You won the title of Miss Teen Texas Intl 2016. What does it entail? What inspired you to walk on the course of beauty pageants?
My year as Miss Texas Teen Intl was absolutely amazing! It is a platform based program and I had been a partner player for Special Olympics for over a year at that point, and had developed a huge passion for volunteering and making a difference. I was able to use my platform, Breaking Barriers Through Sports, which is now officially a nonprofit cooperation, to help level the playing field for individuals with intellectual and financial disadvantages and promote inclusion across the state.
I worked with the Make a Wish foundation to help a terminally ill little boy realize his dream of meeting his favorite pro soccer player and attending his first MLS game with sideline viewing and a locker room visit. I also attended Special Olympics games, practices, dinners and other events, and was able to speak to and encourage the athletes to always believe in themselves and to never give up. I worked with Carry the Load as an event volunteer and aided and cheered on disabled veterans who wanted to “carry the load” for others. I also worked with the American Heart Association, Best Buddies, The Rise School, NFL Play 60, among other charitable organizations.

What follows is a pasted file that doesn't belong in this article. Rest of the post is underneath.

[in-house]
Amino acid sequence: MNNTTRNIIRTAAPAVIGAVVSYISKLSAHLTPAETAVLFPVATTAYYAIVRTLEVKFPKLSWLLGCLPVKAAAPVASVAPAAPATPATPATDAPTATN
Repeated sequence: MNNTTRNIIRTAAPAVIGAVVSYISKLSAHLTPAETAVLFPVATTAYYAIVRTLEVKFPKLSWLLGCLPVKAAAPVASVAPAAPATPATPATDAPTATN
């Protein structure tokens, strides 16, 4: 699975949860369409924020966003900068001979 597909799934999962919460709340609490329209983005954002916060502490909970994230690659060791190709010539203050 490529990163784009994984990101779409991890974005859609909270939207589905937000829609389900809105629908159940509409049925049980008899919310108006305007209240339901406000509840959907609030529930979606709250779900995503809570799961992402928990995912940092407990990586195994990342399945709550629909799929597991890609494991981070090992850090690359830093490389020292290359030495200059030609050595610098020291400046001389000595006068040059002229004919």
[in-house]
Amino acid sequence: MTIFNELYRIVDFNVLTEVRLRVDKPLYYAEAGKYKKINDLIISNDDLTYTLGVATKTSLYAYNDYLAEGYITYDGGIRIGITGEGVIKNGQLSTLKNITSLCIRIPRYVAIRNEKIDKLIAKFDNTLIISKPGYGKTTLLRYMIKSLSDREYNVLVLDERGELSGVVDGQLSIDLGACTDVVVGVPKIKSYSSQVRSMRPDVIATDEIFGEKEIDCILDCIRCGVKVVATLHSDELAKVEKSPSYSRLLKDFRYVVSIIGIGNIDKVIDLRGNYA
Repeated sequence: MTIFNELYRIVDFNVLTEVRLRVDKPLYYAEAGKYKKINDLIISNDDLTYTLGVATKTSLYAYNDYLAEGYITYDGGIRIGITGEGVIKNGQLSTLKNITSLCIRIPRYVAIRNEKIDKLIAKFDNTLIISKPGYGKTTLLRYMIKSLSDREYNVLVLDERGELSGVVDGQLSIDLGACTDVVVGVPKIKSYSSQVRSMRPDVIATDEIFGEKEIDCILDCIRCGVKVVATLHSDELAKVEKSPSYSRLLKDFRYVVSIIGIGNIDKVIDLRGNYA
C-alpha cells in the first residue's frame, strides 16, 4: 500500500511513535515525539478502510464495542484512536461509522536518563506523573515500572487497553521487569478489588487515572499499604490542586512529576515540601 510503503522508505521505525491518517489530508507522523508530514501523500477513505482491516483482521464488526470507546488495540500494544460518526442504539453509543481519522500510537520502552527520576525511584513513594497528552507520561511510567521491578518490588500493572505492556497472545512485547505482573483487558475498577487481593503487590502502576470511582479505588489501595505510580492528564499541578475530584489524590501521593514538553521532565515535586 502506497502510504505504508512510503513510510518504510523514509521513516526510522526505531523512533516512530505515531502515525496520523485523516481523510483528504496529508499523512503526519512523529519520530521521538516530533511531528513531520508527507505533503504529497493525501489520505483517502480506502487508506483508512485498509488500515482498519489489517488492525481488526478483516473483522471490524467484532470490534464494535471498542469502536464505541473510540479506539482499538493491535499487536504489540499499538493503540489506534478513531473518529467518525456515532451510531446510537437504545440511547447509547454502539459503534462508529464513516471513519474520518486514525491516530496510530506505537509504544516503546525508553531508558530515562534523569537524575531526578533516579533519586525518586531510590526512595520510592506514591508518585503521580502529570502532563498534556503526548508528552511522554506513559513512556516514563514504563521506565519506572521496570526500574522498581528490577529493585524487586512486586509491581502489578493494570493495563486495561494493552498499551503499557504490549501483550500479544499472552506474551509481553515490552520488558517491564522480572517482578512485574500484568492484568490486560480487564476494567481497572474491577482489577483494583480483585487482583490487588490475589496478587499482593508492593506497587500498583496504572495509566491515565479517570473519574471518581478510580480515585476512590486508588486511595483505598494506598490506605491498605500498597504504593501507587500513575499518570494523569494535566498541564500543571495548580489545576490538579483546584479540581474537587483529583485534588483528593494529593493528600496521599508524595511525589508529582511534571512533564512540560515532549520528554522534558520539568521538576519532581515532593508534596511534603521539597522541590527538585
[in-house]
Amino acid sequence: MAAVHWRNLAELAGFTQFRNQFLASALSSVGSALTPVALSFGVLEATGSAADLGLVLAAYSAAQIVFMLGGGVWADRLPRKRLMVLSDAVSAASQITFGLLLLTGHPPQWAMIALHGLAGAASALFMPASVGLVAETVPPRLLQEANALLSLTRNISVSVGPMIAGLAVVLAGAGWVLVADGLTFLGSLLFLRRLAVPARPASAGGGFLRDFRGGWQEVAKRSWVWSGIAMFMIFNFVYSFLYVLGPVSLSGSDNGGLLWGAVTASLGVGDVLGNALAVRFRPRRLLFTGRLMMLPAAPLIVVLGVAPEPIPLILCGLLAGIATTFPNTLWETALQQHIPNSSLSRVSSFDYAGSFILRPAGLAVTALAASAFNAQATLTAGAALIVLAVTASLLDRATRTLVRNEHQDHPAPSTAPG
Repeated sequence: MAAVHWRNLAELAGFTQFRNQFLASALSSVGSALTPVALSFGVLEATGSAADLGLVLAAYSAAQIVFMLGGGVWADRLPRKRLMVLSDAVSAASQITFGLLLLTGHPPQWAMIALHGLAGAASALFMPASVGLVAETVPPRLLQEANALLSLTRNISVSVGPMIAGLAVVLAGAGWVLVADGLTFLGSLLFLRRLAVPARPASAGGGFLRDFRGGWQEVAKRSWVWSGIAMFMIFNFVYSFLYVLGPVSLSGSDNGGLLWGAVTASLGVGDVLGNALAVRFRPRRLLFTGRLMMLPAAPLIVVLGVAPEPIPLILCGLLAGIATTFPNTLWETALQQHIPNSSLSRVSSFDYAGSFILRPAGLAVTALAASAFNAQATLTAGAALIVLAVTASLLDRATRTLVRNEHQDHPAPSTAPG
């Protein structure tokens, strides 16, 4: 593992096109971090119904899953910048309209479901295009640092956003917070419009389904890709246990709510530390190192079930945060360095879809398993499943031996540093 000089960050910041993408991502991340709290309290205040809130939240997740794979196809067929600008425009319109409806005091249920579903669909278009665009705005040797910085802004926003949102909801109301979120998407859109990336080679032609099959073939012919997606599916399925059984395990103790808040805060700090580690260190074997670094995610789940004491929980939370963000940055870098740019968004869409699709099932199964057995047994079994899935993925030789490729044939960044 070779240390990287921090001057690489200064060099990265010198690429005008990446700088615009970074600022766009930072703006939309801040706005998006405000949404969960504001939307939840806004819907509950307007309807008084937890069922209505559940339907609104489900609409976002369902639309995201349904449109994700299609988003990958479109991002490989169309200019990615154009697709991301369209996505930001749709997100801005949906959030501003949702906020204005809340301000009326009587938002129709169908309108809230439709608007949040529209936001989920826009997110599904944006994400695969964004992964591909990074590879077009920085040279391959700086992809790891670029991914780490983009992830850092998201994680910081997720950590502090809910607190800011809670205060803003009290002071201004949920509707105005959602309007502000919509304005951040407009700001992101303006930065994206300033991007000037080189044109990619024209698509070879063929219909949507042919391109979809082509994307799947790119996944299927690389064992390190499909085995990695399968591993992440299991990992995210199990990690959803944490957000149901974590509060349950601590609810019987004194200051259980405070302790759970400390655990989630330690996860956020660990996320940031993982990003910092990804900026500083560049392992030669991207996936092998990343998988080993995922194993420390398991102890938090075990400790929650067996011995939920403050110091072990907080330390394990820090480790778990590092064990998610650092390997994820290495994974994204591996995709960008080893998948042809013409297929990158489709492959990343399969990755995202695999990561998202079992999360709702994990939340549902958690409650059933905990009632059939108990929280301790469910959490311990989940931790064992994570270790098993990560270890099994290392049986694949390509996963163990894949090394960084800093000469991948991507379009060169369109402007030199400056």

Tell me something about yourself and your work. What do you actually do, and have done in the past?
Currently a full time student at Southern Methodist University, I also enjoy working as a part time spokes model, print model, and blogger. I am a brand ambassador for NFL Women’s Apparel and have appeared in print ads in Teen Vogue, Seventeen, Sports Illustrated, Elle, Glamour and Girl’s Life. I recently launched my own website, GraceImagined.ME, a lifestyle blog focused on fitness, fashion and serving others.
Social media seem to play a major role in pageantry nowadays. Do you think this is advantageous to you? Why or why not?
Social media is a wonderful tool for reaching the masses with important information or messages. I think it’s important to all of us and we need to be using it to make the world a better place by promoting ways that people can speak up, get involved, and make a difference. We all have a voice, and each story is important because your life has a purpose and you were born to make an impact.